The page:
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ARS Home » Northeast Area » Beltsville, Maryland (BARC) » Beltsville Agricultural Research Center » Animal Genomics and Improvement Laboratory » Research » Publications at this Location » Publication #345805

Research Project: ENHANCING GENETIC MERIT OF RUMINANTS THROUGH GENOME SELECTION AND ANALYSIS

Location: Animal Genomics and Improvement Laboratory

Title: Design and validation of a 90K SNP genotyping assay for the Water Buffalo (Bubalus bubalis)

Author
item Iamartino, Daniela - Collaborator
item Nicolazzi, Ezequiel - Collaborator
item Van Tassell, Curtis - Curt
item Reecy, James - Iowa State University
item Fritz-waters, Eric - Iowa State University
item Koltes, James - Iowa State University
item Biffani, Stefano - Collaborator
item Sonstegard, Tad - Recombinetics, Inc.
item Schroeder, Steven - Steve
item Ajmone-marsan, Paolo - Institute Of Zootechnics - Italy
item Negrini, Riccardo - Collaborator
item Pasquariello, Rolando - Collaborator
item Ramelli, Paola - Collaborator
item Coletta, Angelo - Collaborator
item Garcia, Jose - Universidade Estadual Paulista (UNESP)
item Ali, Ahmad - Comsats Institute Of Information Technology
item Ramunno, Luigi - Universita Di Napoli
item Cosenza, Gianfranco - Universita Di Napoli
item De Oliveira, Denise - Universidade Federal De Minas Gerais
item Drummond, Marcela - Universidade Federal De Minas Gerais
item Bastianetto, Eduardo - Universidade Federal De Minas Gerais
item Davassi, Alessandro - Affymetrix, Inc.
item Pirani, Ali - Affymetrix, Inc.
item Brew, Fiona - Affymetrix, Inc.
item Williams, John - Affymetrix, Inc.

Submitted to: PLoS One
Publication Type: Peer Reviewed Journal
Publication Acceptance Date: 9/10/2017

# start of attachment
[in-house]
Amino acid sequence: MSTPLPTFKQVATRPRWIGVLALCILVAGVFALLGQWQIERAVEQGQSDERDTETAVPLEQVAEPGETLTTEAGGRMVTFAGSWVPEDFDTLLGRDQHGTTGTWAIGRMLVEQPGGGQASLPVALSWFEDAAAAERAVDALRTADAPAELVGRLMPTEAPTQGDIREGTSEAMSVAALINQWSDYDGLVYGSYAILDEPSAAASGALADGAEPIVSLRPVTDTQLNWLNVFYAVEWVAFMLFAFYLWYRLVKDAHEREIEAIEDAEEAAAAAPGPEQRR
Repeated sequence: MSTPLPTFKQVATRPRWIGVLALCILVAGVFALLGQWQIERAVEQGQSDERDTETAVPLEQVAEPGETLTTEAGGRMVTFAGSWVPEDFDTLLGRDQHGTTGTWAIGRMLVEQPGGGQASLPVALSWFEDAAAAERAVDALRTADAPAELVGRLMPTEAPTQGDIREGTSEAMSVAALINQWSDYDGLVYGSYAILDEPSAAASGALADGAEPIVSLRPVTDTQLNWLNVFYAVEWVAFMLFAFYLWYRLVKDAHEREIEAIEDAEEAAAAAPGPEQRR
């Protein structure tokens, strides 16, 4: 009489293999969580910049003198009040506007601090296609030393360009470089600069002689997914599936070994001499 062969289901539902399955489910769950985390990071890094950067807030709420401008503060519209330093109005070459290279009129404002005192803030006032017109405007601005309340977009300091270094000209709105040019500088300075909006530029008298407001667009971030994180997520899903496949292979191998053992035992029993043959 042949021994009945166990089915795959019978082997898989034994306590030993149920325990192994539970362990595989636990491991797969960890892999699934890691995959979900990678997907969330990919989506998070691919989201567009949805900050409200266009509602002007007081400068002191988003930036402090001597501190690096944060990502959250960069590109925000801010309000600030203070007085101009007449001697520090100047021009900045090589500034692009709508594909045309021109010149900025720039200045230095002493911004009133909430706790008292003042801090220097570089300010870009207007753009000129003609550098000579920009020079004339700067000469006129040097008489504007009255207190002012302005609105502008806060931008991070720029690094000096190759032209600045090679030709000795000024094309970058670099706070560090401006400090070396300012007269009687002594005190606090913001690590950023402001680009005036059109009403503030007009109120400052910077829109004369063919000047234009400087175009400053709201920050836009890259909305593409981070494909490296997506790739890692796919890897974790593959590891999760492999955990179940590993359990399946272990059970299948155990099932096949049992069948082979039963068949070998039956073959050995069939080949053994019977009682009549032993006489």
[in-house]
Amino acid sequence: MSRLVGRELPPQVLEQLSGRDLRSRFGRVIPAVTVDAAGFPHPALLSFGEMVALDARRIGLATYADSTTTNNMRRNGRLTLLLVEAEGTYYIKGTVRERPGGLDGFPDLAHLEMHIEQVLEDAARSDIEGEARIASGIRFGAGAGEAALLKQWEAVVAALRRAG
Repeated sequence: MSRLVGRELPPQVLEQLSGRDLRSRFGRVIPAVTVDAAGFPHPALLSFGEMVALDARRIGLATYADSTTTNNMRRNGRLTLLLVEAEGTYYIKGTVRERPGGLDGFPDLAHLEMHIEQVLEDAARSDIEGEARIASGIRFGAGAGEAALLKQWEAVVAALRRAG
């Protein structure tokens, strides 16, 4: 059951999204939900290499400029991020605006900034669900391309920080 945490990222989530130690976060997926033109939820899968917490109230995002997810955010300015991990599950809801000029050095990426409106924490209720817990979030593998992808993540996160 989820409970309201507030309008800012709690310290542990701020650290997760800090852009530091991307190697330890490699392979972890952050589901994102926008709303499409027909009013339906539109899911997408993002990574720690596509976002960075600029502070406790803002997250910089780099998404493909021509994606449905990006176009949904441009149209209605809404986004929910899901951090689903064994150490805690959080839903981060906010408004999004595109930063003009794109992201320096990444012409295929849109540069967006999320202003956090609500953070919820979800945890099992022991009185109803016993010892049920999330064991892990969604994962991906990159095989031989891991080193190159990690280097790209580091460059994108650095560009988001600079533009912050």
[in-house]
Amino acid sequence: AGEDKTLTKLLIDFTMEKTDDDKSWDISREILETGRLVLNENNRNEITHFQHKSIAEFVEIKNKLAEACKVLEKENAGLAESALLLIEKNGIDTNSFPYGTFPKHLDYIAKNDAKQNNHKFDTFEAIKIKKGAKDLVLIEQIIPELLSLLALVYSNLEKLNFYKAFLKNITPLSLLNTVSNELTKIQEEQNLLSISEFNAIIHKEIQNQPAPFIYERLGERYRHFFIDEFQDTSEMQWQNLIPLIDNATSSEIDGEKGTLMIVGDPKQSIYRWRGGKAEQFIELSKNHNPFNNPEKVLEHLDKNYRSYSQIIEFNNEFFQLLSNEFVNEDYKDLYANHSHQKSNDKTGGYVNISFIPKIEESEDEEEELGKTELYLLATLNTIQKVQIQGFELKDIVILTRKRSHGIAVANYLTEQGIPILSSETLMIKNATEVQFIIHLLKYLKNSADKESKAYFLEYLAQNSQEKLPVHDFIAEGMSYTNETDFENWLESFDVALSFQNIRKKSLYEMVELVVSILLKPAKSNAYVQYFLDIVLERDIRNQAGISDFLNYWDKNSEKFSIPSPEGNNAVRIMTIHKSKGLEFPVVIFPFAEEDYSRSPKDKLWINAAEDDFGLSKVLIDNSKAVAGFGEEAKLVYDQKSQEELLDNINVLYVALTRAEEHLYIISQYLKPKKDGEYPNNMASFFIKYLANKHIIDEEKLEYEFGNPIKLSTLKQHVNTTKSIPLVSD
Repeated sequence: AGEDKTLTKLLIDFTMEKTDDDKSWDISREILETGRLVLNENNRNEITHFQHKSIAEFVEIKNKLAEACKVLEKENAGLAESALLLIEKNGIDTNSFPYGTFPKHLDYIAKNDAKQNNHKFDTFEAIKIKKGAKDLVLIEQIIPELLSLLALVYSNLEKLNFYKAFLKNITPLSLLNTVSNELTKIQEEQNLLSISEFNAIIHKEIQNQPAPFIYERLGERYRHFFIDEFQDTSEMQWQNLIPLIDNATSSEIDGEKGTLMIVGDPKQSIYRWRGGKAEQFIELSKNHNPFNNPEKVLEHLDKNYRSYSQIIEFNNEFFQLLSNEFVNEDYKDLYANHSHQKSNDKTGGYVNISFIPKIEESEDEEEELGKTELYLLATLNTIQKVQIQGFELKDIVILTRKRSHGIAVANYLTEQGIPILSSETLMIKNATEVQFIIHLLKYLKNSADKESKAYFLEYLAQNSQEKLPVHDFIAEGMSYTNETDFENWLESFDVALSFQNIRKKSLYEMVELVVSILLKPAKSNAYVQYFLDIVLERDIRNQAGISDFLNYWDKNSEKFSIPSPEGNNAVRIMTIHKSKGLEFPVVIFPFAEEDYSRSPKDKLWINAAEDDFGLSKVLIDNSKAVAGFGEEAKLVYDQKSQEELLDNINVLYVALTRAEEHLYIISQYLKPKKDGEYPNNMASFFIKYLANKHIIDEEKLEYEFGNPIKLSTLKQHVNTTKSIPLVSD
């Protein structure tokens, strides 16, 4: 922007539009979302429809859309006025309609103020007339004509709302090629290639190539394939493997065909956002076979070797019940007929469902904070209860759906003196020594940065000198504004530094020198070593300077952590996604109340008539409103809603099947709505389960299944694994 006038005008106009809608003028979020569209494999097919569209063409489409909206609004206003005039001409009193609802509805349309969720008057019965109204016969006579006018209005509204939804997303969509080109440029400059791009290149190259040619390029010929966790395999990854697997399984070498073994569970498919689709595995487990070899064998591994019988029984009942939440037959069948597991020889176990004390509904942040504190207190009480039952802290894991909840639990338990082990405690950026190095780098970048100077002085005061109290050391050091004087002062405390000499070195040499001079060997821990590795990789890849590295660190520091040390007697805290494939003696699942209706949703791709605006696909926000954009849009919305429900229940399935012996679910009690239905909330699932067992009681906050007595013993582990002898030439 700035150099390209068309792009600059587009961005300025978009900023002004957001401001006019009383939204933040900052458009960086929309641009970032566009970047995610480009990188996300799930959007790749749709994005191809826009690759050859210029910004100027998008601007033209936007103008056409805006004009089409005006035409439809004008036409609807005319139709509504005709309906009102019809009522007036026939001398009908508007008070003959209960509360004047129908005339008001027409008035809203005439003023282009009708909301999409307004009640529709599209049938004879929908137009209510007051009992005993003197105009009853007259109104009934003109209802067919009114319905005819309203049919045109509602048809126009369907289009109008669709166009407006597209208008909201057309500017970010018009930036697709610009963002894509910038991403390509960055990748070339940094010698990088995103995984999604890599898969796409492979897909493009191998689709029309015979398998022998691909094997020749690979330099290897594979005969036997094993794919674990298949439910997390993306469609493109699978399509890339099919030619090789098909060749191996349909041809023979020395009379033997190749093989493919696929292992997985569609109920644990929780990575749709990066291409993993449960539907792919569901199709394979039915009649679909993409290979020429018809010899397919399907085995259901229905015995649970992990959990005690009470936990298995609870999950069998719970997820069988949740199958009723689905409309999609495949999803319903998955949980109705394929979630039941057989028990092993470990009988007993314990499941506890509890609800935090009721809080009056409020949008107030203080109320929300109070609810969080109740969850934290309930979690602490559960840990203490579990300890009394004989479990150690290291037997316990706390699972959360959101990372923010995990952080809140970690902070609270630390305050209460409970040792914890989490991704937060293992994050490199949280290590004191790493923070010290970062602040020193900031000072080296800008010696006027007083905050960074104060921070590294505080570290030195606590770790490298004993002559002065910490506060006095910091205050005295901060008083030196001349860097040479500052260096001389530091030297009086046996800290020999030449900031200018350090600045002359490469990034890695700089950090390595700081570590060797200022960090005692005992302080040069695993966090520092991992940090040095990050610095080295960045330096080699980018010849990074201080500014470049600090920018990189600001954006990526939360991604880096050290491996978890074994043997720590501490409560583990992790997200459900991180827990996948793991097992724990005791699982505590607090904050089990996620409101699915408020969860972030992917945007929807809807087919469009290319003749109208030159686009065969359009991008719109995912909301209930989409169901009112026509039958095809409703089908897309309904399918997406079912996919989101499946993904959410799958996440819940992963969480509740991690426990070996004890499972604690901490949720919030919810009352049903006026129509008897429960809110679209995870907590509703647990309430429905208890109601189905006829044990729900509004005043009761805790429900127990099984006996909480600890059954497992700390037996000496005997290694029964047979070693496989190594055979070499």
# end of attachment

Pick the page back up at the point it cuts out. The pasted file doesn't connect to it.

Publication Date: N/A
Citation: N/A

Interpretive Summary: The completion of the human genome sequence in 2001 was a major step forward in knowledge necessary to understand the variations between individuals. For farmed species, genomic information will facilitate the selection of animals optimised to live, and be productive in particular environments. The availability of the cattle genome sequence has aiding genetic selection by predicting a “direct genomic breeding value” (DGV) using DNA markers. This approach has been successfully applied to dairy and beef cattle selection. The creation of a panel of single nucleotide polymorphism (SNP) DNA markers is described here. The SNP markers will enable these selection approaches for water buffalo. The genomes of buffaloes of different breeds were sequenced and compared to the cattle genome. This comparison enabled the identification of millions of SNP markers in the buffalo genomes. Based on frequencies of SNP within and across buffalo breeds and their distribution across the genome, which was inferred from the bovine genome sequence, a total of 90,000 SNP were selected to create an Axiom Buffalo Genotyping Array 90K. This “SNP-Chip” was tested in buffalo population from Italy and found to have ~70% high quality and variable SNP. The SNP chip was then used to investigate the structure of buffalo populations and for a study to identify genomic regions associated with differences in milk production.

Technical Abstract: The completion of the human genome sequence in 2001 was a major step forward in knowledge necessary to understand the variations between individuals. For farmed species, genomic information will facilitate the selection of animals optimised to live, and be productive in particular environments. The availability of the cattle genome sequence has improved various genomic analyses, from defining genetic diversity to aiding genetic selection. One of the most interesting aspects of this genomic revolution for the breeding industry is the possibility to predict a “direct genomic breeding value” (DGV) using genome-wide DNA markers. This approach is already applied to dairy and beef cattle selection. The creation of a panel of single nucleotide DNA markers as described here, will create the opportunity to use molecular selection approaches for water buffalo. The genomes of buffaloes of different breeds were sequenced and aligned against the bovine genome, which facilitated the identification of millions of sequence variants in the buffalo genomes. Based on frequencies of variants within and among buffalo breeds, and their distribution across the genome, inferred from the bovine genome sequence, 90,000 putative single nucleotide polymorphisms were selected to create an Axiom Buffalo Genotyping Array 90K. This “SNP-Chip” was tested in buffalo population from Italy and found to have ~70% high quality and polymorphic SNPs. The 90K SNP chip was then used to investigate the structure of buffalo populations, and for a Genome Wide Association Study to identify genomic regions putatively involved in milk production.